Friday 24 February 2012 4.18am
Rambling Phil wrote:
High rises, done well, don't cause social problems. Look at the Barbican - that's a massively popular high rise development.
But, that needs lots of open space around the blocks and towers, cultural facilities and a permeable neighbourhood. It also means not putting too many troubled people in them and, probably, requires a reasonable proportion of residents with a commitment to the neighbourhood.
Unfortunately, I'm not sure that's what the developers have in mind for the E&C.
I've never seen children playing out in the Barbican,and what do you mean by "troubled people"?
Being in one of the majority of households that is child-free, I've not seen having children playing as the most important feature of a successful neighbourhood, but I spend quite a lot of time in and around the Barbican and there are children around; there's a school in the middle of it and another one on Golden Lane.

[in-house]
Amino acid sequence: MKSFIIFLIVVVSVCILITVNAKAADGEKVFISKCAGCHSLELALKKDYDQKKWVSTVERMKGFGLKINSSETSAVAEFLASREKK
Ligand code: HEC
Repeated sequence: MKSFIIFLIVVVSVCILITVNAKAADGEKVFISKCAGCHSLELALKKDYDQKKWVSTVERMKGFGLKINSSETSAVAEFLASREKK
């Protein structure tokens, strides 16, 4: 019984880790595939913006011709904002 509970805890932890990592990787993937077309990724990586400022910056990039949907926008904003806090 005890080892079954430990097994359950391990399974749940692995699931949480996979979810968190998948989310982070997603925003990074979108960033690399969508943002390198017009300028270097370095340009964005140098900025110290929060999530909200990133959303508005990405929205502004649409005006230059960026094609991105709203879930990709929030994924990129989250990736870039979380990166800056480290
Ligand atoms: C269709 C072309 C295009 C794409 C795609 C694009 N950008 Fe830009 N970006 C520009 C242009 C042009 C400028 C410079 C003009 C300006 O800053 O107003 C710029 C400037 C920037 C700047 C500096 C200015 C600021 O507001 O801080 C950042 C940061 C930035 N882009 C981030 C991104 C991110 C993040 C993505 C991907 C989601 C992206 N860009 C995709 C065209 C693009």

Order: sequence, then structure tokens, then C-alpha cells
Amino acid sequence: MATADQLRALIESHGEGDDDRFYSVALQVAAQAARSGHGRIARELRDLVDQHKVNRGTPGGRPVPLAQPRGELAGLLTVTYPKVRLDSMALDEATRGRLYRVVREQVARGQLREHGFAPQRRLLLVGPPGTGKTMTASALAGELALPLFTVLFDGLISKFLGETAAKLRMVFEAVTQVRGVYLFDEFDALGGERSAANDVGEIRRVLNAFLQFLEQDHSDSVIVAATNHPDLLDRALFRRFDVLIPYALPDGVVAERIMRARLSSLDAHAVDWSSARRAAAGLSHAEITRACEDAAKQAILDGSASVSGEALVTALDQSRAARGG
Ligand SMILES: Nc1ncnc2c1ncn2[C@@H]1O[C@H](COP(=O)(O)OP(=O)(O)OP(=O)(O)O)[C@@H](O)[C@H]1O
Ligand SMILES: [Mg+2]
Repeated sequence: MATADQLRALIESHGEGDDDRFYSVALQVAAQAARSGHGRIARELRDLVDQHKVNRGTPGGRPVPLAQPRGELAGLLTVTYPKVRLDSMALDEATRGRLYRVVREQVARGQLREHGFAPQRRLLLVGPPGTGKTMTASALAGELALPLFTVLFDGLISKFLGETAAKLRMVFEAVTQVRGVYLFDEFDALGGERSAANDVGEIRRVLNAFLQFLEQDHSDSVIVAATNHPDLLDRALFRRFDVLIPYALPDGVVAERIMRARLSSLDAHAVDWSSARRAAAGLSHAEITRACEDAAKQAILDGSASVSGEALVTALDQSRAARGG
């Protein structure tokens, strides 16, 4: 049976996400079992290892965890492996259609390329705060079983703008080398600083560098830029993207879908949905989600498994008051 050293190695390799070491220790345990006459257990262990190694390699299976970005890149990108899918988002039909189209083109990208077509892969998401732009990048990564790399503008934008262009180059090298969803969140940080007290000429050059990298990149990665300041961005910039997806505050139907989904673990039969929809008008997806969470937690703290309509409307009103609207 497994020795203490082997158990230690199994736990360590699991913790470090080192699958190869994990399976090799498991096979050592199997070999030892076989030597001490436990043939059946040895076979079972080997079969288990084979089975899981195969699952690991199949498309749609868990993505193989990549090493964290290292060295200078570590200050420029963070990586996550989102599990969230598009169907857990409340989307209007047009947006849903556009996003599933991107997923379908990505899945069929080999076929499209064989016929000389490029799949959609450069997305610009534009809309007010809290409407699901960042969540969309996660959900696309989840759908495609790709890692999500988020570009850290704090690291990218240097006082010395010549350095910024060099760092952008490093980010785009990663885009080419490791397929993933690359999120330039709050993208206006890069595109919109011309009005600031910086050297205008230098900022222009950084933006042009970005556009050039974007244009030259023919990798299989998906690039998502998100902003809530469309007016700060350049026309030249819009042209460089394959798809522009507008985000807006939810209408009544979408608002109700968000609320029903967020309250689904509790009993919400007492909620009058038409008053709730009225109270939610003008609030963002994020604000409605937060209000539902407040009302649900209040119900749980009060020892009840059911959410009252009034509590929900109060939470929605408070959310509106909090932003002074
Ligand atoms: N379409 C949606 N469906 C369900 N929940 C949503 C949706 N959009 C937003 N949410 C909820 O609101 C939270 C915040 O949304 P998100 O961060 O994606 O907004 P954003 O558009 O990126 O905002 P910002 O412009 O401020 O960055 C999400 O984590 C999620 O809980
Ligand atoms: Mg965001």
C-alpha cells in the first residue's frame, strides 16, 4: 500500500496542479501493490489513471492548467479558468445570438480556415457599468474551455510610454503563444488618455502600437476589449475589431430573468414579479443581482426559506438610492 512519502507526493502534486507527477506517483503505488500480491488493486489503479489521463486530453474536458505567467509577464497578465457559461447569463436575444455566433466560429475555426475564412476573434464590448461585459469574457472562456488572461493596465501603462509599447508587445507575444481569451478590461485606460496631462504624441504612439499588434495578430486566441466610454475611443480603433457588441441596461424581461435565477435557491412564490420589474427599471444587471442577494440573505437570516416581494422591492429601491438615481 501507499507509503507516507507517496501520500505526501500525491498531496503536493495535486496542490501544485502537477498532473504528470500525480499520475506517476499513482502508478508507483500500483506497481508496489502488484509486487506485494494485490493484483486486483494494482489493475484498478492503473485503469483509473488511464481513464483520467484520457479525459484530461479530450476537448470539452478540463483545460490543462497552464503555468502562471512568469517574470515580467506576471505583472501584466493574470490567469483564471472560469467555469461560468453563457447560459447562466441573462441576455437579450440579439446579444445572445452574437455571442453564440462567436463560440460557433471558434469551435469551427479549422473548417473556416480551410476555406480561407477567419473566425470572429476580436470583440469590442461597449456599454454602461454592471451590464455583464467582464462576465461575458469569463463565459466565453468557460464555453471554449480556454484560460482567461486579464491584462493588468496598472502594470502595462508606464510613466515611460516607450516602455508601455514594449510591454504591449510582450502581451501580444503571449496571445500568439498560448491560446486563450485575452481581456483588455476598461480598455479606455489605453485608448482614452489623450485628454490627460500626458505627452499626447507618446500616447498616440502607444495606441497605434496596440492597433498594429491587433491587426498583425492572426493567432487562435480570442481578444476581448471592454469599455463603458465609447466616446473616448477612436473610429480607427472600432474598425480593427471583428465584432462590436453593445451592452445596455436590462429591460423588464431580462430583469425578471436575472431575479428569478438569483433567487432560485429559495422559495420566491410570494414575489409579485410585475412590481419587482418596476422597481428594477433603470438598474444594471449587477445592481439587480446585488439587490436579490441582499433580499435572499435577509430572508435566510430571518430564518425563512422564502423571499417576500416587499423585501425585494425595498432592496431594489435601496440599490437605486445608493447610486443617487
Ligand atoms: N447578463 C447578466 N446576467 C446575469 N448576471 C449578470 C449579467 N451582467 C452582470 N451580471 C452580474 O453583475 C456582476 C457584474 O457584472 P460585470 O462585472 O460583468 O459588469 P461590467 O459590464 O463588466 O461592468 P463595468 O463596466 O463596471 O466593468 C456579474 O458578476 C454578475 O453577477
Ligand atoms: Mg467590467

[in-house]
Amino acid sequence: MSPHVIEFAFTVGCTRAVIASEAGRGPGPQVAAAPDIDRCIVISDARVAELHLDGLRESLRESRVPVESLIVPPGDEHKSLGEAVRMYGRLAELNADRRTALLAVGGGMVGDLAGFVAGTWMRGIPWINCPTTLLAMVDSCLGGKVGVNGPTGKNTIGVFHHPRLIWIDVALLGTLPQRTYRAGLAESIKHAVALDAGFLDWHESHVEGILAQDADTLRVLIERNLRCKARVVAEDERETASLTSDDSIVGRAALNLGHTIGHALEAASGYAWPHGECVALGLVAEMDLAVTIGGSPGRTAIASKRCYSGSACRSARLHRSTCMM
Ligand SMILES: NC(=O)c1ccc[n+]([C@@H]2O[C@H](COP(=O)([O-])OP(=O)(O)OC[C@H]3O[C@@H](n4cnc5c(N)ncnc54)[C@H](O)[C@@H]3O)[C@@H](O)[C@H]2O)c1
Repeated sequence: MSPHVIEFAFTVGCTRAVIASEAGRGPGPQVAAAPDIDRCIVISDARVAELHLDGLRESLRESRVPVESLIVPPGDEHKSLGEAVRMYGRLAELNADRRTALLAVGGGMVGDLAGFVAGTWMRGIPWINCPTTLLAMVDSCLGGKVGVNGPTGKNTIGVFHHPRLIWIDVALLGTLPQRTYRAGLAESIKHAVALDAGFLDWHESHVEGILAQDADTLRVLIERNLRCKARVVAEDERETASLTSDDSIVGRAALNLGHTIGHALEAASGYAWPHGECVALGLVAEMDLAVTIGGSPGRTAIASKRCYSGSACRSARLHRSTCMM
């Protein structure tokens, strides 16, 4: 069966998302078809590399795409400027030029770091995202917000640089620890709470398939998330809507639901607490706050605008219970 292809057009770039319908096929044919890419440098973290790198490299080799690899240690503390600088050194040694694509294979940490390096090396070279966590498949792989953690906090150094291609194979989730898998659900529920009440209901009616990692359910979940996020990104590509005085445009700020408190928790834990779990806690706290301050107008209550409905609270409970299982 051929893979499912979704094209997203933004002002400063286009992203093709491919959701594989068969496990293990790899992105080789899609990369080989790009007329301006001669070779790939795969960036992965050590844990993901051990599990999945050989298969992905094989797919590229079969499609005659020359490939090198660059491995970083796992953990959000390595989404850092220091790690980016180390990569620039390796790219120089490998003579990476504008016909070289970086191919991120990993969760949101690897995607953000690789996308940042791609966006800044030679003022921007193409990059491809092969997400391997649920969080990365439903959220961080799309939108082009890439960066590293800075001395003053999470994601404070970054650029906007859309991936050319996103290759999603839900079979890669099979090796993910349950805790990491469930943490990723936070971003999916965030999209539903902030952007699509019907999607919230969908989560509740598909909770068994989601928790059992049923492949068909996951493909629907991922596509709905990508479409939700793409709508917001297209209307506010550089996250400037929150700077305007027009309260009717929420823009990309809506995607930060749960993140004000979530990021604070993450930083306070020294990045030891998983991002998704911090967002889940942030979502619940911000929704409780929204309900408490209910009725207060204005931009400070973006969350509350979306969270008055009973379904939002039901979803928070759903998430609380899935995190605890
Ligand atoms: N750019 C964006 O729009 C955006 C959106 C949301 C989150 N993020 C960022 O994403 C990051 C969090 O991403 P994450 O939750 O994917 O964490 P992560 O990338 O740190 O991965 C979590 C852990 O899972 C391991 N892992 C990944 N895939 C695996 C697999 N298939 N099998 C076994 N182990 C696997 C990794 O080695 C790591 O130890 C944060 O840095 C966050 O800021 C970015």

The open spaces I referred to are necessary, among other things, to enable this. I don't see many children out playing in the low-rise, traffic infested neighbourhood I live in, either; I think this is a general urban planning problem rather than one just for high rise development.
By 'troubled', I mean things like 'mad', 'anti-social' (in the sense of not caring about the impact their actions have on others), or people who aren't choosing to live there - the sorts of hard to place tenants that the council often placed in the Heygate in its last years.
This is central London. It will be densely developed, and we have to look at what makes successful similar schemes work and demand that for here.